Wednesday, February 15, 2012

Thinking about Before Watchmen

The comics world erupted in controversy February 1st when DC Comics announced to it was producing seven new limited series and a one-shot epilogue titled Before Watchmen; prequels of Alan Moore's and Dave Gibbon's masterpiece Watchmen.  Is it crass opportunism or a great strategic move? Protagonists from both sides have been arguing over Twitter, YouTube and the blogosphere in the past weeks and here's my modest contribution to this pan-industry debate. 

A cover to DC's upcoming Rorschach Before Watchmen mini

A cover of DC's upcoming Comedian Before Watchmen mini
From DC's Watchmen #2 originally published October 1986, reprinted in 2008
Frankly, I'm looking forward to them. When the original Watchmen was published in 1986, I had only started reading comics and because of this didn't read the originals when first released. By the early 90s, I had managed to complete them but being used to shorter X-Men and Batman books, didn't take in as much as when I read them again in my 20s. Since, I've enjoyed Watchmen three more times and come to appreciate the story as both a masterpiece of the genre and great introductionary story for my non-comic reading friends.

Nite Owl in DC's Watchmen #1, September 1986 republished in 2008
This history is probably one of the reasons why I'm okay with these prequels. Being relatively new to the story, I'm not as emotionally attached to its original twelve issue presentation as others seem to be. Moreover, I'm also a realist. I know the industry is in a scrap and if this brings in new readers or gives comics publicity in the battle against other forms of entertainment, then I'm all for it. Yes, I know that has me siding with the corporate big-wigs in New York and LA, but there's a simple reality out there -- a profitable comics industry means better stories for us readers and more jobs for comic creators.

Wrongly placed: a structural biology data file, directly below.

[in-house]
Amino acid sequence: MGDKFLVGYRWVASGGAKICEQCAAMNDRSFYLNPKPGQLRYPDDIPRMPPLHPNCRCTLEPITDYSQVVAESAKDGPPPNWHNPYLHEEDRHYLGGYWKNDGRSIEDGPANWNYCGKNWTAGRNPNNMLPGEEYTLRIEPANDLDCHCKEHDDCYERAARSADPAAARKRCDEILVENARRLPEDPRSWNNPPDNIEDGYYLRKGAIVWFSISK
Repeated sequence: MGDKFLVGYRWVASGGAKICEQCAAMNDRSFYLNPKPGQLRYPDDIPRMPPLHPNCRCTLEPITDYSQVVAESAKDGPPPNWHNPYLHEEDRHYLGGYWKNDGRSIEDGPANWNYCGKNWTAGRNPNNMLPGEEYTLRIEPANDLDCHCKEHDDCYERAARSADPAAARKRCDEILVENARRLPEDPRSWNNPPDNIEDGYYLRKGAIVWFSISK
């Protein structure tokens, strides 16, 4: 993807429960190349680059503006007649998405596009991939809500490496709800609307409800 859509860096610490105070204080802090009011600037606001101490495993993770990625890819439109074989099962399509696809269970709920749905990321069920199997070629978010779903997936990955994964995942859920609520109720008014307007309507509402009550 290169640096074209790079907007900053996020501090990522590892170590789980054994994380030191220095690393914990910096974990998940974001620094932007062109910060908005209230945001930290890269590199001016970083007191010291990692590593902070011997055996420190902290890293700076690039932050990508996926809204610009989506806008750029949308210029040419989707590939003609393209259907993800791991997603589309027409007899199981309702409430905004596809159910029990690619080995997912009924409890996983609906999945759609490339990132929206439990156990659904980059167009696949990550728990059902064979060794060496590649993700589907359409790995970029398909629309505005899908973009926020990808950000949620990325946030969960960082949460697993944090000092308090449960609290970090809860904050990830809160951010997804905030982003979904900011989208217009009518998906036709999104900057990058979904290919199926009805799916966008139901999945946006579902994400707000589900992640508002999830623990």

A cover of DC's upcoming Silk Spectre Before Watchmen mini
Which brings me to much used Star Wars argument -- likely something I don't need to explain. And while I'm willing to concede the Star Wars prequel trilogy was a disaster, these new films didn't ruin my love of the original trilogy and Empire Strikes Back remains my favourite film to this day. Because of this, I'm taking a similar view regarding Before Watchmen. If they bomb, the greatness of original series will not be diminished one iota. That said, DC knows it can't drop the ball on this one and that's why they've assembled a great team to do it. Look at the list and you'll see what I mean.
Ozymandias in DC's Watchmen #10, July 1987 republished in 2008 
So if you're already against Before Watchmen, then send DC a message and don’t buy them. Me, I'll be reading, reviewing and (hopefully) enjoying seeing how Ozymandias and Dr. Manhattan became the great characters I know them as. I know not every Before Watchmen comic will be perfect -- but I'm willing to give them a chance and hope they're a successful enterprise for DC. As stated above: the stronger the industry the better the stories for all of us. 


  1. A great blog post. Rationally sided, and well thought out, looking at the arguement from both angles, and not condemning the series before its even begun! Your totally right, if the series does bomb, the original series will look even more attractive.

    1. Thanks for the comment, Alexander. I've had writer's block lately, so I really appriciate the positive feedback.